The ledge leads to a small level area. And at the far end is the slightly trickier again climb with reasonable footholds and few handholds. It’s still above the big drop, but a couple of trees give a modicum of comfort. The halfway tree is a good anchor point for seconders, as is the next tree. The lack of big juggy handholds can be a bit off-putting for some.
Looking back down towards the halfway tree - it’s hard to see the ledge. There’s nothing but a big vertical drop.
This is the level where the Rice Terrace starts. However, as Black Billy Head was so close we decided to head easily up to the plateau for the excellent views of much of Megalong Valley.
It was an easy albeit scrubby traverse South West and then South East that leads to an easy but steep ramp up a narrow gully.
Views North East towards the Rice Terrace from the Black Billy Head ascent.
As the plan was to complete the Rice Terrace, we descended this alternative (more Northerly) slot back to the half way ledge.
The hard (read exposed or slightly more than a scramble) bits of getting to the Terrace are closer to the talus. Getting to it from above is a walk in the park, only attempted by those wishing to brave the Fools Paradise.
The traverse of the ledge begins…
Mostly pleasant Mount York claystone at the beginning.
The first exposed, loose, narrow and precipitous part, with zero options for a safe anchor. These are probably the most dangerous and risky few steps of the whole ledge.
More pleasant walking. It’s incongruous that walking along the middle of the cliff face is far easier and infinitely more civilised than bushwalking 100m higher or 150m lower in the real bush.
These are only found in the dry cracks of the cliff face.
Some of the earlier ledges are wide and fairly level.
There are a few small unnamed creeks flowing from plateau. This one appears to be permanent. There’s a fairly large pool beneath it and a further string of pools downstream.
Getting steeper and looser. The less steep option is closer to the downside.
From here there are good views back to the ascent of Black Billy Head that we just completed.
The ledge becomes much wider, but also much looser and with no second chances. A hundred meters of nothingness at the bottom end of that slope.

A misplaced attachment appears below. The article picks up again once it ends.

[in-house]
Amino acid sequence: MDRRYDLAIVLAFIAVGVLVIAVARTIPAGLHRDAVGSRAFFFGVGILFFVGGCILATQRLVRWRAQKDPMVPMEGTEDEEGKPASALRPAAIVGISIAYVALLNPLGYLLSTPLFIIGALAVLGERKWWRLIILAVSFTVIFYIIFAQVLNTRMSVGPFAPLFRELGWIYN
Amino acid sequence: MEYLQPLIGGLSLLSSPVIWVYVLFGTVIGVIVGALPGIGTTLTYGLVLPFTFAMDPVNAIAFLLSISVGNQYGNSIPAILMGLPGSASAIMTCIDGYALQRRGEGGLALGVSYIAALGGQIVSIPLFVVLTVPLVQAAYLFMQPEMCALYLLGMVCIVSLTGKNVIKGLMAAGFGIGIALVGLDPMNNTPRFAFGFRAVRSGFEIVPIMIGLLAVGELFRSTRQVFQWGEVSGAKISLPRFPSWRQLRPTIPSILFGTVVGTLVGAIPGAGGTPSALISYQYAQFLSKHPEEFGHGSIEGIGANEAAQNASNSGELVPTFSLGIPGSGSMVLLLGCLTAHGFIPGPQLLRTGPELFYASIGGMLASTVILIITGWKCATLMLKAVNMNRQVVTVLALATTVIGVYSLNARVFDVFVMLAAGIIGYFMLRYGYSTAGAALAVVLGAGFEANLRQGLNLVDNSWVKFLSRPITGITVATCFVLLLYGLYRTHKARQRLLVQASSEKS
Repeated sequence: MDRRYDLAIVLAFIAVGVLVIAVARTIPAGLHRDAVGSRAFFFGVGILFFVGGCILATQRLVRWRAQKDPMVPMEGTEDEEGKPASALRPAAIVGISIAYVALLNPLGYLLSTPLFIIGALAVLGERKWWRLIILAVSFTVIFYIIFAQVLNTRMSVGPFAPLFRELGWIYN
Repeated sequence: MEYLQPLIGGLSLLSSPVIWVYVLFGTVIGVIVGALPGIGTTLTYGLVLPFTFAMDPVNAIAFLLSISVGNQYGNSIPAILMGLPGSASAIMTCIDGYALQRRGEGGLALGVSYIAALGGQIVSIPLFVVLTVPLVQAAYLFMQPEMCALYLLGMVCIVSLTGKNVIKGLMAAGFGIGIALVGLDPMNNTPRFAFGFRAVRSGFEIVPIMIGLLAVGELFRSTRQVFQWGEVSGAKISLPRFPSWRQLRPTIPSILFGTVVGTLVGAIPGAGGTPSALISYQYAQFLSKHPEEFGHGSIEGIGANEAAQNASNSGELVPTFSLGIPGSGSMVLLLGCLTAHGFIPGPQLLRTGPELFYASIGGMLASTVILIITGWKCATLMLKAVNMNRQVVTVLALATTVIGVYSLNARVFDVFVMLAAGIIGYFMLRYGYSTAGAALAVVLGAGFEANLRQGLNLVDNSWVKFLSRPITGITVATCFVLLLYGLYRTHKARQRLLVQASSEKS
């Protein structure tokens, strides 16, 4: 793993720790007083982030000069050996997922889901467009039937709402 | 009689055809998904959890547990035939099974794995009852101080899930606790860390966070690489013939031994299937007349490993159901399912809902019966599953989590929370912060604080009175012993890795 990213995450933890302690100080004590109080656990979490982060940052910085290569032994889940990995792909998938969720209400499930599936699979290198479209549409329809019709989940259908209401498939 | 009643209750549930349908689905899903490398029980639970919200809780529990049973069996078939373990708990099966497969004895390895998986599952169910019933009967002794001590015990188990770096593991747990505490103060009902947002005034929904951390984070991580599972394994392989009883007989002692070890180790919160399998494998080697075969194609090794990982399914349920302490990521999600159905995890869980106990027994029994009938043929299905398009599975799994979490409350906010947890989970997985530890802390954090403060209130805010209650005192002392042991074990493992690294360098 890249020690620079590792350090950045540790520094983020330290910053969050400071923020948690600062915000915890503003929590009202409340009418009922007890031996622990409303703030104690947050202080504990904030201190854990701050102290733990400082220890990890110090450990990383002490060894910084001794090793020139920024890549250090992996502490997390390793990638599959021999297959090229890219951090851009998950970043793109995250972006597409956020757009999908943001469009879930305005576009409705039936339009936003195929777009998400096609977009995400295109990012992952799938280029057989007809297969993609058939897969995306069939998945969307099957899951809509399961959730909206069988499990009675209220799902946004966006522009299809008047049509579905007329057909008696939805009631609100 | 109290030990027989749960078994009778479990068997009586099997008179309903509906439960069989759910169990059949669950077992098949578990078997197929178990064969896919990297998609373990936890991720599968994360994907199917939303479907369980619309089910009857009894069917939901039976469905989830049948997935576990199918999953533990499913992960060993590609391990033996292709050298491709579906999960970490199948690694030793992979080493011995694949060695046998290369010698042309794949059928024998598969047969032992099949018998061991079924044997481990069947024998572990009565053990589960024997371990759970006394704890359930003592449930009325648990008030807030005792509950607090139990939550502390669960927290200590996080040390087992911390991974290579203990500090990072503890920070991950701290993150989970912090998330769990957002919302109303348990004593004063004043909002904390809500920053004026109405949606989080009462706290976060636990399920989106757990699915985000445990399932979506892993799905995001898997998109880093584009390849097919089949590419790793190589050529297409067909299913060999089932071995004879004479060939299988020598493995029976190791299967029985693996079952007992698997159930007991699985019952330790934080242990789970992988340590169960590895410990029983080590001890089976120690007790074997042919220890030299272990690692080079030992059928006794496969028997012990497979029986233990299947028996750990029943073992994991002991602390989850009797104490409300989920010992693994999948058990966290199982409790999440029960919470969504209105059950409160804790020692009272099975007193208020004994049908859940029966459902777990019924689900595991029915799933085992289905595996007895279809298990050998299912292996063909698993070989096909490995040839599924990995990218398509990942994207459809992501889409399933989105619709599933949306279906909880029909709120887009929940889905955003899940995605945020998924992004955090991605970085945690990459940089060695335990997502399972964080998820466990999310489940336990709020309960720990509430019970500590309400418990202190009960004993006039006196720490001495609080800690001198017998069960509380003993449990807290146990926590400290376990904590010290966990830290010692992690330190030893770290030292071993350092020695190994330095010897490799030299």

… also steeper. Soft foot placement will prevent much of the inevitable erosion.
And then the next narrow and exposed few meters can into view. There are good anchors at both side for this one. At trickier sections such as this, a walking pole can be useful to test the next footing before making committing moves.
Another cascade at a low point in the cliff above. The Easterly half of the Terrace is much scrubbier and more bush bashy that the open ledges closer to Black Billy.
Suddenly the ledge ends and Mitchells Creek gully appears around the corner. Looking back from the Mitchells Creek gully is this unremarkable grey cliff that hides the longest continuous ledge on Narrowneck.
A 15m tape is handy for the Black Billy Head climbs and the exposed section of the Terrace that has an anchor. However, there are several non-trivial sections without any anchor points that many would much prefer some protection.
There is one potential early exit from the ledge in a small canyon. Branches propped against the canyon side may allow a climb of around 5m up towards the plateau. It’s less than 400m from the Head.
900m of ascent
This is a route that has few route-finding and navigational challenges. The ledge is committing. There are no fallback alternatives except to reverse.
All of the party should be comfortable with exposure and be especially sure footed, particularly when traversing the multitude of steep, narrow and loose ledges. Also confidence with non-trivial scrambing above potentially fatal drops is preferred.
A single pole or stout stick is particularly handy to provide a modicum of extra stability on the ledges to test footings.
And finally, both of these Passes would be considered a lot trickier on a wet or windy day.